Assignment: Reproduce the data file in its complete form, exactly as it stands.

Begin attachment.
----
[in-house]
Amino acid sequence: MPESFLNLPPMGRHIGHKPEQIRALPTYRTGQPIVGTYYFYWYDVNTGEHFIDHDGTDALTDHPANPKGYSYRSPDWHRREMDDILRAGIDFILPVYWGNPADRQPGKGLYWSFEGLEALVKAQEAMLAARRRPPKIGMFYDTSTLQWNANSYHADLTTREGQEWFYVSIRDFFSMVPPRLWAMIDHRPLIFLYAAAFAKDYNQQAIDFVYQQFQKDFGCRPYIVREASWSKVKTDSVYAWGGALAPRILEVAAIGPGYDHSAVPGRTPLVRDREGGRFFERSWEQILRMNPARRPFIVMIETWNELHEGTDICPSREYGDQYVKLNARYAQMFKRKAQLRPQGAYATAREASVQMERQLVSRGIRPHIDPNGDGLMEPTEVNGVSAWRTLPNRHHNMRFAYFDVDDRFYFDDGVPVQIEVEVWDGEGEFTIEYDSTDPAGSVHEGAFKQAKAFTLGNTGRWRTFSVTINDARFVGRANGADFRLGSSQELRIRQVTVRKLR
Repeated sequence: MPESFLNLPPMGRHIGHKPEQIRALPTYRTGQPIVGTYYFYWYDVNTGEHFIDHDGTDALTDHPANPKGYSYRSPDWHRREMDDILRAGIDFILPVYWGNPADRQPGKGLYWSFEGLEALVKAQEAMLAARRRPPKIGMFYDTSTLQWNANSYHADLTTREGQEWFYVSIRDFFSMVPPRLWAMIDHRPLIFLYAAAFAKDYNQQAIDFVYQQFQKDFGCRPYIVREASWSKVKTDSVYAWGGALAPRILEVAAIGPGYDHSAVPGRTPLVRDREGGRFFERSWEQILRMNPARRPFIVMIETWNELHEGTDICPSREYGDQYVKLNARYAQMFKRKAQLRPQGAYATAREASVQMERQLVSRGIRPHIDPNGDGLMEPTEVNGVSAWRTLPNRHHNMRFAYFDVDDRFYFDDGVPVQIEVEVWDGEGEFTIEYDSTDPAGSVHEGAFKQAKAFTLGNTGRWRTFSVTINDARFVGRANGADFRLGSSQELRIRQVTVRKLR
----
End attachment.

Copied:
[in-house]
Amino acid sequence: MPESFLNLPPMGRHIGHKPEQIRALPTYRTGQPIVGTYYFYWYDVNTGEHFIDHDGTDALTDHPANPKGYSYRSPDWHRREMDDILRAGIDFILPVYWGNPADRQPGKGLYWSFEGLEALVKAQEAMLAARRRPPKIGMFYDTSTLQWNANSYHADLTTREGQEWFYVSIRDFFSMVPPRLWAMIDHRPLIFLYAAAFAKDYNQQAIDFVYQQFQKDFGCRPYIVREASWSKVKTDSVYAWGGALAPRILEVAAIGPGYDHSAVPGRTPLVRDREGGRFFERSWEQILRMNPARRPFIVMIETWNELHEGTDICPSREYGDQYVKLNARYAQMFKRKAQLRPQGAYATAREASVQMERQLVSRGIRPHIDPNGDGLMEPTEVNGVSAWRTLPNRHHNMRFAYFDVDDRFYFDDGVPVQIEVEVWDGEGEFTIEYDSTDPAGSVHEGAFKQAKAFTLGNTGRWRTFSVTINDARFVGRANGADFRLGSSQELRIRQVTVRKLR
Repeated sequence: MPESFLNLPPMGRHIGHKPEQIRALPTYRTGQPIVGTYYFYWYDVNTGEHFIDHDGTDALTDHPANPKGYSYRSPDWHRREMDDILRAGIDFILPVYWGNPADRQPGKGLYWSFEGLEALVKAQEAMLAARRRPPKIGMFYDTSTLQWNANSYHADLTTREGQEWFYVSIRDFFSMVPPRLWAMIDHRPLIFLYAAAFAKDYNQQAIDFVYQQFQKDFGCRPYIVREASWSKVKTDSVYAWGGALAPRILEVAAIGPGYDHSAVPGRTPLVRDREGGRFFERSWEQILRMNPARRPFIVMIETWNELHEGTDICPSREYGDQYVKLNARYAQMFKRKAQLRPQGAYATAREASVQMERQLVSRGIRPHIDPNGDGLMEPTEVNGVSAWRTLPNRHHNMRFAYFDVDDRFYFDDGVPVQIEVEVWDGEGEFTIEYDSTDPAGSVHEGAFKQAKAFTLGNTGRWRTFSVTINDARFVGRANGADFRLGSSQELRIRQVTVRKLR